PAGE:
Certainly the question of why vinyl is so appealing to some, unappealing to others, has gotten a clearer answer than ever before, at least in my head.
We understand that some of vinyl's magic can be explained by its generation of an artificial three dimensional sound bed from which the music is anchored in. The sound bed, consisting of surface noise and record ticks and pops, stand apart from the music because the needle sees them as separate–surface noise and music embedded in the record grooves ARE separate. To make matters even more interesting, vertical displacement of the needle often puts channel-to-channel stereo surface noise out of phase, which further adds to the illusion of dimensionality, from which the music can be anchored in. Further, and this is one part I find fascinating, every vinyl disc has a unique noise signature depending on numerous factors: how it was cut, the type of plastic it was made from, how clean it is, the condition of the surface. In other words, this satisfying bed of noise we seem to treasure is never the same, making each album a customized experience, and each cartridge more or less spatially interesting depending on how it tracks the surface.
We also understand vinyl's stereo separation is nearly gone as the frequencies go up - so that upper harmonics, and high frequency spatial cues are somewhat mono as they tend to be in a live environment; a great example of poor performance enhancing the live feel of music. In digital, channels are separated exactly as they were recorded, which may not be what we want if we're hoping to duplicate vinyl's allure. A masterful recording engineer might add realism with an ambience microphone to take the place of vinyl's limited channel separation in the upper registers.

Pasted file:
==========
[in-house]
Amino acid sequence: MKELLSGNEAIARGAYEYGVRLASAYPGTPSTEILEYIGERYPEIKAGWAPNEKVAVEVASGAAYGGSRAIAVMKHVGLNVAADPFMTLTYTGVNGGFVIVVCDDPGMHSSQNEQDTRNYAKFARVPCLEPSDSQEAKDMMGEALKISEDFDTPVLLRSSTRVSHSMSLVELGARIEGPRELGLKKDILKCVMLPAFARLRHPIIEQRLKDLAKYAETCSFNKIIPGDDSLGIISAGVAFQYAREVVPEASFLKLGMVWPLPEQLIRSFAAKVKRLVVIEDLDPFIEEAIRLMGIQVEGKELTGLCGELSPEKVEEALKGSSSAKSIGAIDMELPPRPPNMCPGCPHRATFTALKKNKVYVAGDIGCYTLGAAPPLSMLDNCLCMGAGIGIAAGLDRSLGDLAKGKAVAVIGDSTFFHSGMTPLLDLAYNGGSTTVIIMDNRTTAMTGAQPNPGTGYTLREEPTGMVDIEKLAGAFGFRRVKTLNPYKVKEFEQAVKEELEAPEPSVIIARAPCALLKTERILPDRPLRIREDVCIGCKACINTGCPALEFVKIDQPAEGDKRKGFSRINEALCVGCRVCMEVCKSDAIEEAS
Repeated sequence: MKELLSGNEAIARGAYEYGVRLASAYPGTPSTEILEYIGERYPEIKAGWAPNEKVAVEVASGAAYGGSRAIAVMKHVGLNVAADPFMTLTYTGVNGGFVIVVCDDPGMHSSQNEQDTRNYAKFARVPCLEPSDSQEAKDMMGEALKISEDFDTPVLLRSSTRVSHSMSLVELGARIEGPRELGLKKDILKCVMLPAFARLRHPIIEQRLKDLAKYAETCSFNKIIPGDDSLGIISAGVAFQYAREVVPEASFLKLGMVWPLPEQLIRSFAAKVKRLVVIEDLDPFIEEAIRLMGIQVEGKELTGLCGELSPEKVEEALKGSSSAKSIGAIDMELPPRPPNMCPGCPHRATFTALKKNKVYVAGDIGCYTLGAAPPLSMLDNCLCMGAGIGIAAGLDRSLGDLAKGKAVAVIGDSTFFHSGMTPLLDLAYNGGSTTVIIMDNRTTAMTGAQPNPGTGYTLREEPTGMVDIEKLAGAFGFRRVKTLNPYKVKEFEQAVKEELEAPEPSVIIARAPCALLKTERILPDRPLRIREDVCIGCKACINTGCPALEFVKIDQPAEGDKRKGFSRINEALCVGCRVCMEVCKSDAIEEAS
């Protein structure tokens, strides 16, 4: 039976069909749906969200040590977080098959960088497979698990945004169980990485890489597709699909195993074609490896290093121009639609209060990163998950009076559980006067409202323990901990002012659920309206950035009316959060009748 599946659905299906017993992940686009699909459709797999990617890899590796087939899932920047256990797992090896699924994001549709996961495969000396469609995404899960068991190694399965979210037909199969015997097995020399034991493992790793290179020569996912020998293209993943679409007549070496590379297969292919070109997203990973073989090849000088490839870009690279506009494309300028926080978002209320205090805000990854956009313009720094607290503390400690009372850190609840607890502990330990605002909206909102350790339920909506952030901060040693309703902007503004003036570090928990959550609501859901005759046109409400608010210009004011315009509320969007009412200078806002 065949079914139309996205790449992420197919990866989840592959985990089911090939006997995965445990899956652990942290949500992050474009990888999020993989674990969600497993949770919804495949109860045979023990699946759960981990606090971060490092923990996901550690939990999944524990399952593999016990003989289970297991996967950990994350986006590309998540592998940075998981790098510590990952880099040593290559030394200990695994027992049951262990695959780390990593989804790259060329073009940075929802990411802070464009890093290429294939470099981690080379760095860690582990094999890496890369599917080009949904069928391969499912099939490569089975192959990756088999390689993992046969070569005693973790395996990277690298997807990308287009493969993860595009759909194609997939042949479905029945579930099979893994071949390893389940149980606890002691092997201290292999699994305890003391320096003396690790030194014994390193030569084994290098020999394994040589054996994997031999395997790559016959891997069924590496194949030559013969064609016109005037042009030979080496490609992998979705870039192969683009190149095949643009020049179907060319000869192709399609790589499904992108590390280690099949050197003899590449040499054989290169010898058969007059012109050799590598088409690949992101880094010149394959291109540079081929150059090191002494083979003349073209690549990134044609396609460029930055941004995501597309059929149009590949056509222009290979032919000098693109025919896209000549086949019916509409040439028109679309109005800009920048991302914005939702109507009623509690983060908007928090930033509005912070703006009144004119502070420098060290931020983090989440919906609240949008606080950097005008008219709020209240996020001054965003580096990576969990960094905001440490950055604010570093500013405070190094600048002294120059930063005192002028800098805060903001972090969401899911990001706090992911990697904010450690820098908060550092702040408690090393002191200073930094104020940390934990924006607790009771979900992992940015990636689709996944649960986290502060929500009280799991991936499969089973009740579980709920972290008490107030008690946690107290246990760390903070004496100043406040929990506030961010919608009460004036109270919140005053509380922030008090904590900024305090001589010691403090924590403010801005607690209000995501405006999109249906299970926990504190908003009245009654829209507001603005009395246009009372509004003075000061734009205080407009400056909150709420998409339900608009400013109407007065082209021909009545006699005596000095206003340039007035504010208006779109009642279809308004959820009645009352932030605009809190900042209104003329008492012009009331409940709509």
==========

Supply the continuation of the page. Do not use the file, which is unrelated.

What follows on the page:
And yet another mystery has been solved too. It is now clear why a digital copy of a needle drop is nearly indistinguishable from the actual playback through an analog setup. It's likely because of the artificially induced three dimensional noise bed which is captured in the digital recording.
Further, we can also deduce this is may be part of the same reason an original digital recording sounds "better" when captured on vinyl, vs. playback through a DAC.
There are more pieces to this fascinating puzzle falling into place, and we'll report on them as we move forward.